Another boost for ferry services

Kerri Breen
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$84 million for infrastructure part of $521 million for Marine Atlantic

Federal Transportation Minister Rob Merrifield announced millions for Marine Atlantic Monday, bringing the federal government's commitment to revitalizing the ferry service to almost $1 billion since 2007.

Merrifield was in North Sydney Monday to formally announce the $521-million investment with Minister of National Defence Peter MacKay, who is also responsible for Nova Scotia, and Marine Atlantic officials.

The latest addition to Marine Atlantic's fleet, the Atlantic Vision, is shown in St. John's harbour. File photo by Keith Gosse/The Telegram

Federal Transportation Minister Rob Merrifield announced millions for Marine Atlantic Monday, bringing the federal government's commitment to revitalizing the ferry service to almost $1 billion since 2007.

Merrifield was in North Sydney Monday to formally announce the $521-million investment with Minister of National Defence Peter MacKay, who is also responsible for Nova Scotia, and Marine Atlantic officials.

The federal government had previously earmarked some of that money for two new Marine Atlantic ferries.

Monday's announcement included an additional $84 million over five years for upgrades to port infrastructure as well as the construction of a new terminal building in North Sydney and upgrades at both the Port aux Basques and Argentia terminal buildings.

Merrifield said consultations last fall in St. John's made the needs of the industry clear.

"The consultations in the fall told me two things: we needed on-time delivery and we needed more capacity."

Merrifield said the onshore investments will make the service more efficient.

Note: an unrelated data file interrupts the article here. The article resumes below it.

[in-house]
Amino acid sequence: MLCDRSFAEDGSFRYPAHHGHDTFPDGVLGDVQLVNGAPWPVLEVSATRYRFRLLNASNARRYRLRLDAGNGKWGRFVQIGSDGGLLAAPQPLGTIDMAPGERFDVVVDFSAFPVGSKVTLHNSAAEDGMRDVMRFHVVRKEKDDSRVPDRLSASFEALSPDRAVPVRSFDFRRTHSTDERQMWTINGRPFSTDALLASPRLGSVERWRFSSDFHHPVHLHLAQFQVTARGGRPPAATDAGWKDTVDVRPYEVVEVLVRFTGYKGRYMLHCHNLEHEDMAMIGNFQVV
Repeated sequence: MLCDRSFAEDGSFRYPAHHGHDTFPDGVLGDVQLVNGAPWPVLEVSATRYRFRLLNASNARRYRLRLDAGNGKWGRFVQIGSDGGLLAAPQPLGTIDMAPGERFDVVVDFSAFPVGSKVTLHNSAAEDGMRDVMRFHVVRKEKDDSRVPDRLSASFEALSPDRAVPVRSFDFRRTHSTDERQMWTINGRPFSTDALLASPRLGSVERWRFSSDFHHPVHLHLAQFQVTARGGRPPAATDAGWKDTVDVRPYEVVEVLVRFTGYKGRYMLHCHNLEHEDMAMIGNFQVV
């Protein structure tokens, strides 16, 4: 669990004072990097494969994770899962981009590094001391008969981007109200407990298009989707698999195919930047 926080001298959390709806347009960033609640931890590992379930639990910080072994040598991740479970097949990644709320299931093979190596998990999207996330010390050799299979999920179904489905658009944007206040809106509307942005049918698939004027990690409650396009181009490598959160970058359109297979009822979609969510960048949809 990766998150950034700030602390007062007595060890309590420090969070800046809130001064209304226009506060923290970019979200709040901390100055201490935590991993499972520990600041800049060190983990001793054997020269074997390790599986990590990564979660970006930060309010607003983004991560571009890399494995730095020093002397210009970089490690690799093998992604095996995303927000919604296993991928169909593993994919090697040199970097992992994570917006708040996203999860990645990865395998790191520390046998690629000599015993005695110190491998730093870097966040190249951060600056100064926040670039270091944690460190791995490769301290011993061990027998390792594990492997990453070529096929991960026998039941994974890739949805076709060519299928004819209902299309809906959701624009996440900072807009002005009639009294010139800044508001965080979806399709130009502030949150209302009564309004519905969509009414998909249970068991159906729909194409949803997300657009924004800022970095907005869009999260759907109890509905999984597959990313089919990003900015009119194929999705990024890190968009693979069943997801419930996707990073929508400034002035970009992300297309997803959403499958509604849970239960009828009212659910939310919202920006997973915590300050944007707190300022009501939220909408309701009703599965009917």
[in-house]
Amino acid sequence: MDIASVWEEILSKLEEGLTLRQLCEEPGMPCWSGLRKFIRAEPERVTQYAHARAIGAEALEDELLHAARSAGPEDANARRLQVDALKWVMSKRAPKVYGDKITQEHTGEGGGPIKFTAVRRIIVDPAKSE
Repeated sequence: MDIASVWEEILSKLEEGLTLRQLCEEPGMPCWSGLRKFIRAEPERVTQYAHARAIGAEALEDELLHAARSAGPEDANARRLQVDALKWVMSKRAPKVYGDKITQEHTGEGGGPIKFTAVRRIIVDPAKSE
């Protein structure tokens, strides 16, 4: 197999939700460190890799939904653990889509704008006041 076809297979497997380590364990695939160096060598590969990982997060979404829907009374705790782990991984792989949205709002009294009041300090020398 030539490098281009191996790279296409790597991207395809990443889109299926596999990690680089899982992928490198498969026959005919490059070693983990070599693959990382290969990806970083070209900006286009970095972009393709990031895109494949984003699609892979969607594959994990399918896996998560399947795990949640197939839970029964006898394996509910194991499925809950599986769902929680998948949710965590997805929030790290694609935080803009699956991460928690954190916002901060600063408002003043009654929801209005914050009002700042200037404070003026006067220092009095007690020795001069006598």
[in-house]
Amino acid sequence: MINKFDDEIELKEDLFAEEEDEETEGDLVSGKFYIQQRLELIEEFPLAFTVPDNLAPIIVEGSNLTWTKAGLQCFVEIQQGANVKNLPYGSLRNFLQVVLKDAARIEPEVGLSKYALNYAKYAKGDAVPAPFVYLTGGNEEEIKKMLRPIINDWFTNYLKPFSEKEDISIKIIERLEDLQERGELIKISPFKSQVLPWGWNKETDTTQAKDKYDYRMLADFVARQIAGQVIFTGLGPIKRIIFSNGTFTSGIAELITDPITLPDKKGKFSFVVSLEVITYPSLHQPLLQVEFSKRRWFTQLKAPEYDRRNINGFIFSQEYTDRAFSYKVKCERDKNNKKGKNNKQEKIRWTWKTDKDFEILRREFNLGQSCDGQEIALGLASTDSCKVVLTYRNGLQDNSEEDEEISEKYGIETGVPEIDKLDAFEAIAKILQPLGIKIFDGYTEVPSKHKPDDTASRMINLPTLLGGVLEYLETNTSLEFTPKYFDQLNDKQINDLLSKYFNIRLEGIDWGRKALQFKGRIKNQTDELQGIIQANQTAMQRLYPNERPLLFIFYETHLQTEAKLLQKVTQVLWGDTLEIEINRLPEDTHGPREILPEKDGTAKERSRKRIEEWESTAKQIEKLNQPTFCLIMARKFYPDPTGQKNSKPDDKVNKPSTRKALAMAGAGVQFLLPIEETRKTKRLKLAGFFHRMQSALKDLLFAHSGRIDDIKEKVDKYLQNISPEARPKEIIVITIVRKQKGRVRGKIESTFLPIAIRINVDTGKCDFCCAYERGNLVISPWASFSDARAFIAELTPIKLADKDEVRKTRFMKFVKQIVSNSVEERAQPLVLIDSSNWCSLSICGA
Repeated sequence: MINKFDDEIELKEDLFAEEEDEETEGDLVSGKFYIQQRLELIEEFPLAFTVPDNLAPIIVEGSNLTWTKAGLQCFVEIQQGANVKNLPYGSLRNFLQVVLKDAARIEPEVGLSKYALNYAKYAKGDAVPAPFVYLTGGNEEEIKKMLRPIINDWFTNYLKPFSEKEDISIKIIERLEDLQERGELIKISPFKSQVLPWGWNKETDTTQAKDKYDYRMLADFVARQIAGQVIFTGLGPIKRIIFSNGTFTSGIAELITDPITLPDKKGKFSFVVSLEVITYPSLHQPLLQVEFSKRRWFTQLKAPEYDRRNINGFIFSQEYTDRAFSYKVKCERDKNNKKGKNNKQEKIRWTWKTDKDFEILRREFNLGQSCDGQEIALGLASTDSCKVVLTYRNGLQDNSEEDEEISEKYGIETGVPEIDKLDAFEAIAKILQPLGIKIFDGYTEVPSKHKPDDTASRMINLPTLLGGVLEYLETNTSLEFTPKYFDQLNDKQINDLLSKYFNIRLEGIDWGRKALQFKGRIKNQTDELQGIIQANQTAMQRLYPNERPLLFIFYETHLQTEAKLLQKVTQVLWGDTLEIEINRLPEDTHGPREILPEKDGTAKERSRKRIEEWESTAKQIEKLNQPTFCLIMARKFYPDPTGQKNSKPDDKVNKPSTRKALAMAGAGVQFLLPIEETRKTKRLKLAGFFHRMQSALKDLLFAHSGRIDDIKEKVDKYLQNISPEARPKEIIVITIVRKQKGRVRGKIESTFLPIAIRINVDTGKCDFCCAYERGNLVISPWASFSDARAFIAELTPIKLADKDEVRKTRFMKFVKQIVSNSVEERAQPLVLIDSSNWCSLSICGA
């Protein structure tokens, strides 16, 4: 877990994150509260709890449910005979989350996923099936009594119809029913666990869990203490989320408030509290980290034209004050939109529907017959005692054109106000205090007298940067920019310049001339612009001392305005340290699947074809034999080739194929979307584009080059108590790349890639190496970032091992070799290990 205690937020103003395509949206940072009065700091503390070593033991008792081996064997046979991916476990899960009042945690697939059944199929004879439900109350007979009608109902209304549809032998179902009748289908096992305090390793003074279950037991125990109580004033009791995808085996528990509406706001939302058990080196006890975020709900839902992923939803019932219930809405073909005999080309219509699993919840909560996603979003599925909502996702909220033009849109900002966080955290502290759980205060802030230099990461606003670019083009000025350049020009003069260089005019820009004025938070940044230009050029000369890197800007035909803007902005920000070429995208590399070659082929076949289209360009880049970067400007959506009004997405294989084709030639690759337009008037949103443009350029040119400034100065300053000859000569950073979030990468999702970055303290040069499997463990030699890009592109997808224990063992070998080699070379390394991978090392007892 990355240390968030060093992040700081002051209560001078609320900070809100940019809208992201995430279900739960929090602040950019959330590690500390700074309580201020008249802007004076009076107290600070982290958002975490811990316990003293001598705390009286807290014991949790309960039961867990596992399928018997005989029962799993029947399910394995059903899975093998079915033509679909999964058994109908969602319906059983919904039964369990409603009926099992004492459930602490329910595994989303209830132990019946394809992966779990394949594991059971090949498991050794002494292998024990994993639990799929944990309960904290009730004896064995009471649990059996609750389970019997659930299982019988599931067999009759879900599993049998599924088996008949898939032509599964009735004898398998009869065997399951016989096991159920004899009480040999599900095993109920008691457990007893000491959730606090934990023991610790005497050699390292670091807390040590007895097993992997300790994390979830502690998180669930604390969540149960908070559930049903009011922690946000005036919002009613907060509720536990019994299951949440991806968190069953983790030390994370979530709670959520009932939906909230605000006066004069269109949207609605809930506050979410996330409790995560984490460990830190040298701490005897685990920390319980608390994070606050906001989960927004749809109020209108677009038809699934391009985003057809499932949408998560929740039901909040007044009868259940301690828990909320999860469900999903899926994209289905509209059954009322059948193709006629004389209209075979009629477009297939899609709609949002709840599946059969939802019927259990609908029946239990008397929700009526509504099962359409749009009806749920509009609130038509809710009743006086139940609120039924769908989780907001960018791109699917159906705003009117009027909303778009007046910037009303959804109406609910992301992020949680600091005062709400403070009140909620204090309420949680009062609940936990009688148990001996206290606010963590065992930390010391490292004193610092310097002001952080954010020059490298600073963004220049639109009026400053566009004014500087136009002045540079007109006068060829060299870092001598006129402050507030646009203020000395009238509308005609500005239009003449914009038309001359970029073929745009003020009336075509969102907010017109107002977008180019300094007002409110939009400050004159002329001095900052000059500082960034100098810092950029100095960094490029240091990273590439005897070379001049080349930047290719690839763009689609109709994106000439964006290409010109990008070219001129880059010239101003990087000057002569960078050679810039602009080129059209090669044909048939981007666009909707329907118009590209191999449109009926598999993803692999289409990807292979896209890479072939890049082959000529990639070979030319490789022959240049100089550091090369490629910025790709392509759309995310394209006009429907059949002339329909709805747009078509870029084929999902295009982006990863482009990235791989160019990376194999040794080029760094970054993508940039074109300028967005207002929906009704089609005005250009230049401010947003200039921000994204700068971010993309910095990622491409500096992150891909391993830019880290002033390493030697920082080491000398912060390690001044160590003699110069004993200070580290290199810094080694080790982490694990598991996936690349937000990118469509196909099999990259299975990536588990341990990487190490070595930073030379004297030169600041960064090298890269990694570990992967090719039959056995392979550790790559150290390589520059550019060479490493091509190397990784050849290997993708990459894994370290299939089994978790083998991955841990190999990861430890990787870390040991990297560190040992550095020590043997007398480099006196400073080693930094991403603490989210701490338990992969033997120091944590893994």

The new vessels will nearly double Marine Atlantic's truck capacity, Merrifield said.

"This is going to be a fix not only for one or two years, but a decade or more," Merrifield said.

Marine Atlantic president and CEO Wayne Follett hinted at the funding and renewal at the Crown corporation in an interview with The Telegram in late May.

"This investment and five-year plan provides the necessary foundation to move the organization forward to the benefit of the people who use and depend on the ferry service," Follett said Monday. "There is much work to be done and the necessary changes will not occur overnight."

Gerri Howlett, an employee of Akita Equipment and Auto Transportation and a member of the Newfoundland and Labrador Small Trucking Industry lobby, wants to know why North Sydney got the new terminal, as opposed to Argentia or Port aux Basques.

She said Marine Atlantic should have waited for the new ferries before rolling out a reservation system several truckers have protested and spoken out against in the media.

Howlett is pleased about the fleet increase scheduled for next year, but said the reservation system is still going to give an advantage to larger truck operators that can book well in advance.

"The reservation system they have put in place is basically wiping out small trucking companies in Newfoundland," she said.

St. John's Board of Trade chairman Derek Sullivan said the board welcomes additional investment in Marine Atlantic "and the recognition of this service as a key economic trade corridor in Canada."

Merrifield said the ferry service is a key issue for Atlantic Canadians.

"We understand full well how important this is to those who use the ferry service," he said.

"And we also understand what terrible shape Marine Atlantic was when we got it," he said in reference to previous governments.

kbreen@thetelegram.com

Organizations: Marine Atlantic, Argentia, National Defence The Telegram Akita Equipment Newfoundland and Labrador Small Trucking Industry St. John's Board of Trade

Geographic location: North Sydney, Port aux Basques, Nova Scotia St. John's Newfoundland Canada

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